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21 hours ago, Boom Tss said:

Something a little more recent.

 

 

Dare i ask what JWFan thinks of... Jacob Collier?

 

 

Big fan of Cory Henry! Always nice to have another gear nerd to look up to.

 

I haven't listened to much of Jacob Collier, but I liked what I heard. Any tracks to recommend? 

 

I discovered this band a few days ago. A bandmate listened to it and thought it would be a "me" tune. That part with the key changes leading up to that Dmaj7 chord with the lead on top at 1:41... :wub2::crymore:

 

 

 

 

 

 

 

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On 11/3/2019 at 3:42 PM, Nick Parker said:

I haven't listened to much of Jacob Collier, but I liked what I heard. Any tracks to recommend?

 

He's a millenial phenomenon. A multi-instrumentalist prodigy that came to fame with his dense acapella arrangements of jazz and soul standards. Personally I find his music rather overcooked and ostentatious, a kind of performative grandstanding that places form and technique above expression, but hey that's just me.

 

As he's revered by MusicTheoryYoutube, I just wondered what yourself, @Dixon Hill, @KK, @Loert and the rest of the gang here made of him.

 

 

 

 

 

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I share your assessment Sharky.  The carol you posted is a good example, I've heard cats doing what's at the core of that for longer than Collier has been alive and they didn't overdress it like he has a tendency to.  Maybe I'm a stick in the mud.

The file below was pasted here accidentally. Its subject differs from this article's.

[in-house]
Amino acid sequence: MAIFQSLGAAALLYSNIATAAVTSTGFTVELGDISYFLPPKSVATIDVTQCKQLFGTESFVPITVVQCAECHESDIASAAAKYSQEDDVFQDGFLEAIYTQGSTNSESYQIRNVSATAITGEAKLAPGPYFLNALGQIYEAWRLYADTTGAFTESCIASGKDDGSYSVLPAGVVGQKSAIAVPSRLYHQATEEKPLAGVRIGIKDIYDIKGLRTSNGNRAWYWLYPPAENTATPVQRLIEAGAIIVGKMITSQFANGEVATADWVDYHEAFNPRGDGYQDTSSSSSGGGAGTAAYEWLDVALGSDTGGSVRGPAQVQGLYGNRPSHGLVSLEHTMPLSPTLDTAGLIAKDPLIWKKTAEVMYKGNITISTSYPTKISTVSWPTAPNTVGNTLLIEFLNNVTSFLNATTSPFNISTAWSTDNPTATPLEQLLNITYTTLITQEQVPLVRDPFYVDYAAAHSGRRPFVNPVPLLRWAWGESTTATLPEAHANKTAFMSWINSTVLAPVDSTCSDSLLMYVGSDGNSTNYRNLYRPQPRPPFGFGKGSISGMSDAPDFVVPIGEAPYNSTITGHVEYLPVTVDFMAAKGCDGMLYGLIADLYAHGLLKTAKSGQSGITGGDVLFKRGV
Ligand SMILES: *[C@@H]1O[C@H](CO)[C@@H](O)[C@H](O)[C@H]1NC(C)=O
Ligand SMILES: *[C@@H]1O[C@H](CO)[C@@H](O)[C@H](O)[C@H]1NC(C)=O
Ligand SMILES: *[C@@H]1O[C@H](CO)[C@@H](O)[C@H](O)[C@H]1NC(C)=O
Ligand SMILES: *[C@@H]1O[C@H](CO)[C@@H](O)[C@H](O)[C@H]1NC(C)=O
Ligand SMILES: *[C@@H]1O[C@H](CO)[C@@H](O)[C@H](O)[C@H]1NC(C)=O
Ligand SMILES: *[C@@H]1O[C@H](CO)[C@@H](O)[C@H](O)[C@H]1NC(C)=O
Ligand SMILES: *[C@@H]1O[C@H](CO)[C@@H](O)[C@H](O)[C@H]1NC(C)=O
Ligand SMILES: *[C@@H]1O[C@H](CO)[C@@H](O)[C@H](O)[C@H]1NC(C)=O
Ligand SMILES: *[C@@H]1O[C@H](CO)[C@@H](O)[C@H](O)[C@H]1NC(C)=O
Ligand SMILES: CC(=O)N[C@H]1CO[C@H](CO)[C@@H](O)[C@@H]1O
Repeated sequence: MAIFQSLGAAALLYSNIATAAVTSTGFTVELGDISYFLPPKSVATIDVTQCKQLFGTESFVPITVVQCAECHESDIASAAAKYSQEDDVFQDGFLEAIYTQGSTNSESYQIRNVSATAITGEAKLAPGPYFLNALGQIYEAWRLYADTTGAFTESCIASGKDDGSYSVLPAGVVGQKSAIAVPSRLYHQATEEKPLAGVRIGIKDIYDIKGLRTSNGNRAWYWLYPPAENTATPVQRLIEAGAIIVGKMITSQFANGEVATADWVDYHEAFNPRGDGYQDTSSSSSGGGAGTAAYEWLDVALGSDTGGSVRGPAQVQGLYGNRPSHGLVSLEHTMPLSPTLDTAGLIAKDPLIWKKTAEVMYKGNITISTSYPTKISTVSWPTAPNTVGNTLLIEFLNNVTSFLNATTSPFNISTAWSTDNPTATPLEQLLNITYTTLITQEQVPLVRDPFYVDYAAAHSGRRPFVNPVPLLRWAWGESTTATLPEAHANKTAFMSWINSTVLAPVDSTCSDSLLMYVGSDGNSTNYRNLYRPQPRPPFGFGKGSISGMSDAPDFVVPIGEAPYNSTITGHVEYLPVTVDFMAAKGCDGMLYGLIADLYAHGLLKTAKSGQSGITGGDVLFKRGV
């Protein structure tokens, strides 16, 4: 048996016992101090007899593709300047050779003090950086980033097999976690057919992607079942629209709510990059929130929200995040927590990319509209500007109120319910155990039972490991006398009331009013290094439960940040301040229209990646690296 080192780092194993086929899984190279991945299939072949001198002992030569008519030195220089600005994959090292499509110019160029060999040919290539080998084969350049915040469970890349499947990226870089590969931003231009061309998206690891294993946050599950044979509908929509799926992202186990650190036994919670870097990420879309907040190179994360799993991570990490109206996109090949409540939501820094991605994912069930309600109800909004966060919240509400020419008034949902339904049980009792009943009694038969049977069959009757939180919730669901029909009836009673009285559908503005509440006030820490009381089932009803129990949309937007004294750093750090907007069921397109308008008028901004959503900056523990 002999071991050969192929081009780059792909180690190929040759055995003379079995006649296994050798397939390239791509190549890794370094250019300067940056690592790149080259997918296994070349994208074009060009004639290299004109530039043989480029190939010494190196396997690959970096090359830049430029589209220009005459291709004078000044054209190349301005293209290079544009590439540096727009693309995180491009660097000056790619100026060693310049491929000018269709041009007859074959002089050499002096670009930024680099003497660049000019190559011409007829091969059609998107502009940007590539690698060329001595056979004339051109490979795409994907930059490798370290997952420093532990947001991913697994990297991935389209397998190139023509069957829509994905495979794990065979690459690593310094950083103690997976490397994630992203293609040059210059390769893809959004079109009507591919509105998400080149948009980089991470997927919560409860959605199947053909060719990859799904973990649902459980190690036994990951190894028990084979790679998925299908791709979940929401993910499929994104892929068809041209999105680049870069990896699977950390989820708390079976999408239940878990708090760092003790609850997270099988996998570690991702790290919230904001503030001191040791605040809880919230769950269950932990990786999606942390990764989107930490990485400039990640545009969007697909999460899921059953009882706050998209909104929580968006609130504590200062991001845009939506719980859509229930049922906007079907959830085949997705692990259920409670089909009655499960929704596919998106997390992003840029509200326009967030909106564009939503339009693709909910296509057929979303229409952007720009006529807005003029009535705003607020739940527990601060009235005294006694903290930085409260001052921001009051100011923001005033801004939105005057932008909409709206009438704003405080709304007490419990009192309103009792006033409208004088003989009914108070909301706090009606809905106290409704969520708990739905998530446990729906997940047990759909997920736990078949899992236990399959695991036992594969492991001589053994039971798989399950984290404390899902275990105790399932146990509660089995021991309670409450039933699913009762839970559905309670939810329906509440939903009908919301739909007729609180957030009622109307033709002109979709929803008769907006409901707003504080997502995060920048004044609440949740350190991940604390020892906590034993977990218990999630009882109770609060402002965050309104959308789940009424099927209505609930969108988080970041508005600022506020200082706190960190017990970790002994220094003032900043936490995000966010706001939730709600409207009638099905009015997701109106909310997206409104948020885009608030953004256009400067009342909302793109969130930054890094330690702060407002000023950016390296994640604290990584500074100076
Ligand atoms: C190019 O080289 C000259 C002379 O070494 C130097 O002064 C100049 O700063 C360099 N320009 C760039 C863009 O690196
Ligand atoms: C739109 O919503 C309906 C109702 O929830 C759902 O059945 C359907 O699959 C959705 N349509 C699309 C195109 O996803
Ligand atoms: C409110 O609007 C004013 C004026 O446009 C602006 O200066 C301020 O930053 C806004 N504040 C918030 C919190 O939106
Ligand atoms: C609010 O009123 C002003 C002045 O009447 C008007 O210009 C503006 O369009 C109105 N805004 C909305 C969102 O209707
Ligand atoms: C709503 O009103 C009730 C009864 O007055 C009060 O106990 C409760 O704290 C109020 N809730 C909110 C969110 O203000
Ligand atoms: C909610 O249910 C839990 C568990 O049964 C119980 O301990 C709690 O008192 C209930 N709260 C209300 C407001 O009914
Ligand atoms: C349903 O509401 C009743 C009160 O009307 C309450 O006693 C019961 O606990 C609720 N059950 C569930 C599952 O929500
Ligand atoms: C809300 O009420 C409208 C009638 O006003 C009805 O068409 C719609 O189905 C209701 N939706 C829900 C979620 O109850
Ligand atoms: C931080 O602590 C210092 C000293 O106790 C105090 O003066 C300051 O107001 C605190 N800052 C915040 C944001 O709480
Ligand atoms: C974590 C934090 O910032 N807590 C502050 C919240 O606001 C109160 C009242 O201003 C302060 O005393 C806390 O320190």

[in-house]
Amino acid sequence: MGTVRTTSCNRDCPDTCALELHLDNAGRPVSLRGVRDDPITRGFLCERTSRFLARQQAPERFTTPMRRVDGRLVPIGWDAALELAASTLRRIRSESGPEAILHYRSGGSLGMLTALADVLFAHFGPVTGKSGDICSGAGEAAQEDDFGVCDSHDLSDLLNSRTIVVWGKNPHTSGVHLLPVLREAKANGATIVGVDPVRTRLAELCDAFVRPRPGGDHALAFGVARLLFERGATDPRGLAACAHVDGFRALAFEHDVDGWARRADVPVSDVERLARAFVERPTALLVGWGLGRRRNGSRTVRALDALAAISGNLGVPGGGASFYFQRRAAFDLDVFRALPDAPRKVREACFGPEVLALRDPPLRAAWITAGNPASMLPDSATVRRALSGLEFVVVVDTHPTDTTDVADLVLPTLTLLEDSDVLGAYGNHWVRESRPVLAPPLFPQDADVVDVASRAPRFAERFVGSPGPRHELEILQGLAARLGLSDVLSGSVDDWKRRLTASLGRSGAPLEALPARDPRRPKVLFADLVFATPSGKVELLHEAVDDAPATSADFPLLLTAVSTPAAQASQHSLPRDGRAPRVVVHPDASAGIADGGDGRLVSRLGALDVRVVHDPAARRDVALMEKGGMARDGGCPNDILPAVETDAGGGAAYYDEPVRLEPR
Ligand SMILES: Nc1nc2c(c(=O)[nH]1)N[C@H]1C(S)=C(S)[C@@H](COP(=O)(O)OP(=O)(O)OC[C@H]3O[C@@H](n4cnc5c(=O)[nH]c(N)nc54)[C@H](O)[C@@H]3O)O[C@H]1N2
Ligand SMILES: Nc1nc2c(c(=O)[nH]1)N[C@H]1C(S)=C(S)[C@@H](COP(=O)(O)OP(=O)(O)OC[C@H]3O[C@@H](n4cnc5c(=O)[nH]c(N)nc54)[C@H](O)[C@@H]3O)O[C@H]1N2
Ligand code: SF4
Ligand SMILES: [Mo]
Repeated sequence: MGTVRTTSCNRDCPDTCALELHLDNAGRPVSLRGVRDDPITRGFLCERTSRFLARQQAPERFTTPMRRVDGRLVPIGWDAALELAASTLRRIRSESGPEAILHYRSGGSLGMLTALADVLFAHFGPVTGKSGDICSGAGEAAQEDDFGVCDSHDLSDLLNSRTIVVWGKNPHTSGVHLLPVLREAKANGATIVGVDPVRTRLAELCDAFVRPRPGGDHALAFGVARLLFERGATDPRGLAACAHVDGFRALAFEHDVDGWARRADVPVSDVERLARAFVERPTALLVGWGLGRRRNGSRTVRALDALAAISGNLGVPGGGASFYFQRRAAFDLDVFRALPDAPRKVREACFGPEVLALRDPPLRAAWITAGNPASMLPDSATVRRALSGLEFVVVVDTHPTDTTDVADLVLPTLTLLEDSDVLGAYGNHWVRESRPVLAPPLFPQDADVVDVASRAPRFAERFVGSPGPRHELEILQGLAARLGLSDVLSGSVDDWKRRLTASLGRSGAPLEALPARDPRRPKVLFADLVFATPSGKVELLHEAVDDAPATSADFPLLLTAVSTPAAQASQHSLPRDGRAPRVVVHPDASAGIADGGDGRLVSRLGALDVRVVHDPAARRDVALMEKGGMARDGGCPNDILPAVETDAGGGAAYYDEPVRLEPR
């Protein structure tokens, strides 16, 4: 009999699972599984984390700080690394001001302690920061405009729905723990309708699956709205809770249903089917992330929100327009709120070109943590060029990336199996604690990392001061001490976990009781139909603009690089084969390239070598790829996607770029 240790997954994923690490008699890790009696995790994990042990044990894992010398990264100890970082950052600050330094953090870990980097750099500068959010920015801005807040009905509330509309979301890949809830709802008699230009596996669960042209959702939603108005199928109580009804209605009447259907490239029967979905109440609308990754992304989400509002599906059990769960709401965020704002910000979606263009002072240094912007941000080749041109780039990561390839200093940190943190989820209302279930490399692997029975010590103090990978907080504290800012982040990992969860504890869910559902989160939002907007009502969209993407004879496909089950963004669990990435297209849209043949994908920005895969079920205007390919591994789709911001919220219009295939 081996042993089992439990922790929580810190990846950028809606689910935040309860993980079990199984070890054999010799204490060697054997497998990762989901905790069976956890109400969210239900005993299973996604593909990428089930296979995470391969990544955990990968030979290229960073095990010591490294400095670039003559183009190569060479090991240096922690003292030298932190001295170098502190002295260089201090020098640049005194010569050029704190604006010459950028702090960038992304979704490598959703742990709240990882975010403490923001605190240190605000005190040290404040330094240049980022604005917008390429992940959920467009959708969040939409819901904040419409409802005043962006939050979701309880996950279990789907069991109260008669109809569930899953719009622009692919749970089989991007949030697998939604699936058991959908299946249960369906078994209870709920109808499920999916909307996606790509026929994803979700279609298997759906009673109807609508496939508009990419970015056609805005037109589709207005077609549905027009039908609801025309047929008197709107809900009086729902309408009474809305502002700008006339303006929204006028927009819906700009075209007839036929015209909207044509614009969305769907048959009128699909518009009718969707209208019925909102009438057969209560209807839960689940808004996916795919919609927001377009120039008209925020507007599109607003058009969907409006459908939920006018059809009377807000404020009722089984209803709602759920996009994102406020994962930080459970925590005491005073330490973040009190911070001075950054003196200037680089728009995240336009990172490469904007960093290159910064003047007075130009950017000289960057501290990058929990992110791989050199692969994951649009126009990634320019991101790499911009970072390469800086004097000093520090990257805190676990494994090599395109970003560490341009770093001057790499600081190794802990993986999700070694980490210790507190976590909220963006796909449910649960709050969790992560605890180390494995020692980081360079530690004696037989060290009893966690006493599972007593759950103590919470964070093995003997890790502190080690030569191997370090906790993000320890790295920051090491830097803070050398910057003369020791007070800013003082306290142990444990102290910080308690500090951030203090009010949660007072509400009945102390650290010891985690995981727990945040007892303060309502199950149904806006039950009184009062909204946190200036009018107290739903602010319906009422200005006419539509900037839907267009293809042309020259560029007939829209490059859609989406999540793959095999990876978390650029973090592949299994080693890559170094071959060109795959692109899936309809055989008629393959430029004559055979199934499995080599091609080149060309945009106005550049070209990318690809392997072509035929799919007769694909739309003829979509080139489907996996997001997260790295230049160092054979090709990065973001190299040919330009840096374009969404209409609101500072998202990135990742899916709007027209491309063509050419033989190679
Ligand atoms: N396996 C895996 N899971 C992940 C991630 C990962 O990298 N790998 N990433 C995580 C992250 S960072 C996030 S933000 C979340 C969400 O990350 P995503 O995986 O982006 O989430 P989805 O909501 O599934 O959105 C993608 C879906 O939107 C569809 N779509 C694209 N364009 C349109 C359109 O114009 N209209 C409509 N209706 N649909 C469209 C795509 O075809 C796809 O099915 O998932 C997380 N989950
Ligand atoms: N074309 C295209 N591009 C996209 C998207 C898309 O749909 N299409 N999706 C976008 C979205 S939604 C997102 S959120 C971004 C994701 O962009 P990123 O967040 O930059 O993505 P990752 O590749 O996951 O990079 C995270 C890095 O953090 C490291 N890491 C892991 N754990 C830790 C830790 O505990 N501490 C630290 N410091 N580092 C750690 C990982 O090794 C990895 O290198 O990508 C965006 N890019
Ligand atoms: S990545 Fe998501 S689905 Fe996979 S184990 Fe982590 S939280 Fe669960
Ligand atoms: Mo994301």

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Cheers for the videos Sharky. I agree that his stuff is by and large too over-produced my liking. Kid clearly knows his stuff, but his aptitude for the function of design (harmonic or sonic) seems to get in the way of the actual spirit of his music, especially when at the end of the day, that remains the soul of jazz (which from what I can tell, seems to be a shoehorned genre monicker for him anyway). I do think his latest album has some good stuff, but even then his voice doesn't seem to have a bold stamp or personality of its own, preferring to get lost in the shimmering harmonies of his earlier a cappella stylings.

 

With that said, I think there is something about the spirit of music-making of the last video that is definitely worth celebrating. As grandiose, and over-the-top as it is as a virtuosity showcase, when you're able to create a space that really transports your audience to that kind of frenzy, that's top class musicianship at work.

 

I was later much less impressed with the studio recording of this on album. Much more schizophrenic and even mechanical.

 

19 hours ago, Boom Tss said:

 

 

 

But hey, if this kid is ever back in town I'm definitely hitting that concert up.

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On 11/2/2019 at 5:54 PM, Boom Tss said:

Dare i ask what JWFan thinks of... Jacob Collier?

 

I listened to him a bit a few years ago. The fact that he's extremely gifted is clear enough, and I especially adore his enthusiasm. I wouldn't say his music is my cup of tea (shifts around too much), but it's interesting to analyze, and fun/exciting in its own way. I also prefer his arrangements to his compositions, which are a bit...weird.